How the Michigan Porch Shooting case may be defended

On December 18 a pre-trial hearing was held in the shooting case of Renisha McBride in Detroit.
The purpose of the hearing was to determine whether the second degree murder charge against the defendant, Theodore Wafer, ought to be dismissed or whether there existed sufficient grounds to bind Wafer over for trial.

The judge ruled the matter was to go to trial.

Legal Insurrection previously posted on the Wafer/McBride case here: Analysis: Self-Defense Claim May be Legally Weak in Michigan Porch Shooting. As the title of the piece suggests, the evidence as then available seemed inadequate to support much of a claim of self-defense.

In the course of the pre-trial hearing, however, the defense team called to the stand a crime scene reconstruction and firearms expert witness, David Balash. In the course of his testimony under defense questioning facts began to emerge that seem likely to form the structure of the team’s legal defense.

For the full analysis, check out my post at Legal Insurrection:

How the Michigan Porch Shooting case may be defended


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–Andrew, @LawSelfDefense, Law of Self Defense Facebook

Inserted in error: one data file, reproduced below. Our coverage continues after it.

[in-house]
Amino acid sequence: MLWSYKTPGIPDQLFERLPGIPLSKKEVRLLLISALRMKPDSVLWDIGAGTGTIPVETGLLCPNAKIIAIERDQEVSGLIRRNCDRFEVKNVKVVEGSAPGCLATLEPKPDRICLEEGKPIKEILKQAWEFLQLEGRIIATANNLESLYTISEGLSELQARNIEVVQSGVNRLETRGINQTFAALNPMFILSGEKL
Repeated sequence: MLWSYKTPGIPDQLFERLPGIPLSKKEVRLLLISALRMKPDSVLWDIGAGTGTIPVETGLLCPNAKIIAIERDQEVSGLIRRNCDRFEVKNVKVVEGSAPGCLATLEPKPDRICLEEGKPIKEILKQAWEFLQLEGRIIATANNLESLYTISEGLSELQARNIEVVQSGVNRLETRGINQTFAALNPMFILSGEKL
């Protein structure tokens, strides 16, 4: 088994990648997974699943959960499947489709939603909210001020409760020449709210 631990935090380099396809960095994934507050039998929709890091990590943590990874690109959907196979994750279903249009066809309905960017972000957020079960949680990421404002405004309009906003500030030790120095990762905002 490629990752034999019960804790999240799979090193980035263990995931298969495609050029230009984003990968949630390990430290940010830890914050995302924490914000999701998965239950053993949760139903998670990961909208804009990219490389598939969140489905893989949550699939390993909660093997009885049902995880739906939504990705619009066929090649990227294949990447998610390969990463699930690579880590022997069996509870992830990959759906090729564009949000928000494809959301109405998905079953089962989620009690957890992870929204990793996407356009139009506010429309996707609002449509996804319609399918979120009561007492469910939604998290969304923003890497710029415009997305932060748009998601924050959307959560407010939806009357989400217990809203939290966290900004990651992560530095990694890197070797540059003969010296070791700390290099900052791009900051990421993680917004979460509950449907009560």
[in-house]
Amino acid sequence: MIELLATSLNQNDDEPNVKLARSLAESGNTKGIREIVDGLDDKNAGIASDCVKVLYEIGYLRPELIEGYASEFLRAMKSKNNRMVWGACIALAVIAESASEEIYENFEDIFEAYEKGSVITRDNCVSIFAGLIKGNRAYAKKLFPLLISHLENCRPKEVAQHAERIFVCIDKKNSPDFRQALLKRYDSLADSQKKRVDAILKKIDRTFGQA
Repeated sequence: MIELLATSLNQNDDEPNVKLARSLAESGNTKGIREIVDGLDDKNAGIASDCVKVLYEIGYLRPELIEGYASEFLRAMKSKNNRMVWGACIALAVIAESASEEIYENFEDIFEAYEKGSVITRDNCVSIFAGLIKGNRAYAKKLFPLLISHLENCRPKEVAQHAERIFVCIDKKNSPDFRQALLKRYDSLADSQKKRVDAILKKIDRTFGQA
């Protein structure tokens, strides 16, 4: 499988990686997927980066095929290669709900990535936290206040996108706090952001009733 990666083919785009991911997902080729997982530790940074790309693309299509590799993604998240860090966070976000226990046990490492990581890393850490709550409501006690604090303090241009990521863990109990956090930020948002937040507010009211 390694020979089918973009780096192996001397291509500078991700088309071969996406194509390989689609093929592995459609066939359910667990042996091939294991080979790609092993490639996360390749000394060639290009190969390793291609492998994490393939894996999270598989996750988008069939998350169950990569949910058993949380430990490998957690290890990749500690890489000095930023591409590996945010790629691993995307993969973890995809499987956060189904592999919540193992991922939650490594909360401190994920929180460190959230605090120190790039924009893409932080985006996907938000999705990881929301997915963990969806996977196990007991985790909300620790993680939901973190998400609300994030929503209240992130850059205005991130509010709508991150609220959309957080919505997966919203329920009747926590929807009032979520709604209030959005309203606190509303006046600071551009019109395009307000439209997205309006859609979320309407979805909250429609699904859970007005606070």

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Andrew F. Branca is an MA lawyer and the author of the seminal book “The Law of Self Defense, 2nd Edition,” available at the Law of Self Defense blog, (paperback and Kindle), Barnes & Noble (paperback and Nook), and elsewhere.

In addition to the book, Andrew also conducts Law of Self Defense Seminars all around the country. Seminars for 2014 are currently being scheduled, if you’d like to see one held in your area fill out the comment box on the LOSD Seminar review page, where you can also see reviews of recently completed seminars in New Hampshire, Maine, Texas, Massachusetts, Ohio, Virginia, Florida, South Carolina, Georgia, and elsewhere.

You can follow Andrew on Twitter at @LawSelfDefense and using #LOSD2, on Facebook, and at his blog, The Law of Self Defense.

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